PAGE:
Katherine Szoke Domyan, a gold medalist in the women’s 100 free and 400 free relay at the 1952 Olympic Games in Helsinki, passed away in late October. She was 82 years old.
Szoke Domyan grew up in Hungary and represented that country in international competition until she requested political asylum along with a group of other Hungarian Olympians after the 1956 Olympics. That is how Szoke ended up in the United States.
Read more about Szoke Domyan in her obituary, available below.
Katherine Szoke Domyan, Kati, as she was known to her friends, passed away peacefully on October 27, 2017 in the presence of her husband, Arpad and son, Bryan. Born in Budapest, Hungary to two-time Olympic Champion Water Polo player, Marton Homonnai, and Hungarian Swimming Champion, Katalin Szoke, she started swimming at the early age of 6 months. After her parents divorced when she was three years old, she took her mother’s maiden name and became known worldwide as Szoke Kato.
Kati followed in her parent’s footsteps and started competing in swimming at the age of six. By age twelve, she was one of Hungary’s premier freestyle swimmers. At the 1952 Helsinki Olympic Games, Kati gained worldwide recognition for winning gold medals in the 100-meter freestyle and the 4×100 meter freestyle relay in world record time. Two years later, at the 1954 European Championships, she repeated her Olympic accomplishments by winning the same two events.
In 1956, after participating in the Melbourne Olympic Games, she along with 42 Hungarian Olympic Athletes, asked for political asylum from the United States. Because the immigration quota in effect at the time had been filled, the Hungarian athletes were stranded in Melbourne, Australia until Sports Illustrated Magazine picked up the story. With a special invitation from President Dwight Eisenhower, all 42 athletes were granted political asylum in the United States.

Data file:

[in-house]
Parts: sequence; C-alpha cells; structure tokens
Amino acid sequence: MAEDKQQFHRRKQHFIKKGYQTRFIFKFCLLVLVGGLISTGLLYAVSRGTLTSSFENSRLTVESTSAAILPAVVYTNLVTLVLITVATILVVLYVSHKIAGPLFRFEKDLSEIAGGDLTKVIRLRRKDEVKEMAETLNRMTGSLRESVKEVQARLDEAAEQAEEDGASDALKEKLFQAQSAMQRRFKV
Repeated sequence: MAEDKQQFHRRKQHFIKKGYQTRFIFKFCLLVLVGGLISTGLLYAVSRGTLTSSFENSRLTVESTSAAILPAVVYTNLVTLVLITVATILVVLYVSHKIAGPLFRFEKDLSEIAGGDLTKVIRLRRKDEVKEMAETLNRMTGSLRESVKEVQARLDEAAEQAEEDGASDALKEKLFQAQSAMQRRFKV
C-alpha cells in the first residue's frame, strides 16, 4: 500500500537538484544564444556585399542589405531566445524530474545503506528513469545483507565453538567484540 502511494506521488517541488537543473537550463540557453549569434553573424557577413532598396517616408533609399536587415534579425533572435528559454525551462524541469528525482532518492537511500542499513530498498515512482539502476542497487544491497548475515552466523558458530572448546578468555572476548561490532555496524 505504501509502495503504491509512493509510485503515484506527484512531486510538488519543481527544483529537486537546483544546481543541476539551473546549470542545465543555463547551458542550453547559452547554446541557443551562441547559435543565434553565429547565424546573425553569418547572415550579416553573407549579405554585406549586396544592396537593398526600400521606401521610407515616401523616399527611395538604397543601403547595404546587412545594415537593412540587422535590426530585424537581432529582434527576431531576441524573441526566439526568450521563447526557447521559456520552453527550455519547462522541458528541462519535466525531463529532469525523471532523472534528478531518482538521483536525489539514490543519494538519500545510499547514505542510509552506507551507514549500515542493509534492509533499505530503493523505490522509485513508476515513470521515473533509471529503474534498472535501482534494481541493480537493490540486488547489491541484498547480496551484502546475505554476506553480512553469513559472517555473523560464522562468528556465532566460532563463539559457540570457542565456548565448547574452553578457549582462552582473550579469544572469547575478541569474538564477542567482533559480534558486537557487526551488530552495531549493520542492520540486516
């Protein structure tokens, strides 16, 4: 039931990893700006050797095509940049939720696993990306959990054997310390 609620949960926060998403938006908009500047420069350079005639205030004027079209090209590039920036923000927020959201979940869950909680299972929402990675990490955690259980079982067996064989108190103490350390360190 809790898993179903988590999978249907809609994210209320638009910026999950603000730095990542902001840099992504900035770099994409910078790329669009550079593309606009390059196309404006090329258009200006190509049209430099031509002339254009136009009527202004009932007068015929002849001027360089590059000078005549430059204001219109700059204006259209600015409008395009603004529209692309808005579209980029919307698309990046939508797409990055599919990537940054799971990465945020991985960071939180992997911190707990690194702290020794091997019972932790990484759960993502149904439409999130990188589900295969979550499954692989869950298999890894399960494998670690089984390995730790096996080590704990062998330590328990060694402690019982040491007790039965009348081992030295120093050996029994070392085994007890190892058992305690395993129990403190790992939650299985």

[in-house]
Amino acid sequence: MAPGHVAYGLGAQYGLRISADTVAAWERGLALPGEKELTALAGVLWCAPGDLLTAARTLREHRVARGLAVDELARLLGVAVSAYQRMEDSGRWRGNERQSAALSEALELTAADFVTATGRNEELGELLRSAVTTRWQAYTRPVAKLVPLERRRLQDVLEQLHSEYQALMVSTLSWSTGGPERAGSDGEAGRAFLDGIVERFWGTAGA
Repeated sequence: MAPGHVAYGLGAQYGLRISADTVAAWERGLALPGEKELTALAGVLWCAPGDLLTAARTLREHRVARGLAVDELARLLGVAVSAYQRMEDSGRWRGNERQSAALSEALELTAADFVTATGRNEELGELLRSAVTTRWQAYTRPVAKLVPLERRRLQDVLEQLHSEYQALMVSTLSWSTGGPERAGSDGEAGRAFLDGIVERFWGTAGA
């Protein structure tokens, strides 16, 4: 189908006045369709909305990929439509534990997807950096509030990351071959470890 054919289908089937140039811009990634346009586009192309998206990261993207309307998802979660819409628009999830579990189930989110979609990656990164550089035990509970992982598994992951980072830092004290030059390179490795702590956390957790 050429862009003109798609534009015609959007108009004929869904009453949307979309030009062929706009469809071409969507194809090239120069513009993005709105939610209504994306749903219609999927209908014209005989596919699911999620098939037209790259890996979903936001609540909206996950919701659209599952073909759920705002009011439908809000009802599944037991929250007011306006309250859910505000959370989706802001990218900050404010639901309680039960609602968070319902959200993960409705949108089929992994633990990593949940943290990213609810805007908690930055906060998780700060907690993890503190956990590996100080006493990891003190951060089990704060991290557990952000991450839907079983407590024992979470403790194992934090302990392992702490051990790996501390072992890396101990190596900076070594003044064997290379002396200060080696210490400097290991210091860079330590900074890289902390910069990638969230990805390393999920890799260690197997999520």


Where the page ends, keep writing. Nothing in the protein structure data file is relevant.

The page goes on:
In 1957, Kati settled in Los Angeles with Arpad Domyan. The two were wed in 1961. Together they achieved the American dream as they built a successful real estate development company and were active members of the West Los Angeles community. Katherine was a member of ANTA (American National Theatre Association), the Blue Ribbon 400, LA Opera and other charitable organizations. Their only child, Bryan, was born in 1971. In 1985, Kati was inducted to the International Swimming Hall of Fame in Fort Lauderdale, Florida. The Swimming Hall of Fame honored her and her three teammates as the relay team of the century.
Kati left behind her husband of 56 years, Arpad, her son Bryan and her three grandchildren, George, Zoe and Quincy. She will be greatly missed by all.
Memorial Service will be held at Pierce Brothers Westwood Village Memorial Park (1218 Glendon Ave, Los Angeles) at 12:00 noon on Sunday, November 19, followed by a Celebration of Life at Spago restaurant (176 N. Canon Drive, Beverly Hills).